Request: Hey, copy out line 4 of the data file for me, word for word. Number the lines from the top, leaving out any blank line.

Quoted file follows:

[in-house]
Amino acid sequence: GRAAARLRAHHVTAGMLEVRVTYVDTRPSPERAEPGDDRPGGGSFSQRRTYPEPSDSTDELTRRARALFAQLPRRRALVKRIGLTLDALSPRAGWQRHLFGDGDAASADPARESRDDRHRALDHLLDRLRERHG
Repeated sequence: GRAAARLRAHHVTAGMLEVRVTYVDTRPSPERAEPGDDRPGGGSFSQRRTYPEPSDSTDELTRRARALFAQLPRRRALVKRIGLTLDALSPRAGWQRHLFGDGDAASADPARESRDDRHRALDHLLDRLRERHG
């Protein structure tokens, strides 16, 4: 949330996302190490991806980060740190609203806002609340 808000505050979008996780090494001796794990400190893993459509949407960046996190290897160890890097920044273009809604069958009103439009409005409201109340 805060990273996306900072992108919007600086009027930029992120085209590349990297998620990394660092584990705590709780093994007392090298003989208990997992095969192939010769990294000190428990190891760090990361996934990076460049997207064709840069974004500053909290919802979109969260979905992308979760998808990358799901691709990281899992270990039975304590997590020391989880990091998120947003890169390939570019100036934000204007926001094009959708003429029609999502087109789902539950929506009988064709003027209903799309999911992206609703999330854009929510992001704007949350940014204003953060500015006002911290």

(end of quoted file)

């Protein structure tokens, strides 16, 4: 949330996302190490991806980060740190609203806002609340 808000505050979008996780090494001796794990400190893993459509949407960046996190290897160890890097920044273009809604069958009103439009409005409201109340 805060990273996306900072992108919007600086009027930029992120085209590349990297998620990394660092584990705590709780093994007392090298003989208990997992095969192939010769990294000190428990190891760090990361996934990076460049997207064709840069974004500053909290919802979109969260979905992308979760998808990358799901691709990281899992270990039975304590997590020391989880990091998120947003890169390939570019100036934000204007926001094009959708003429029609999502087109789902539950929506009988064709003027209903799309999911992206609703999330854009929510992001704007949350940014204003953060500015006002911290």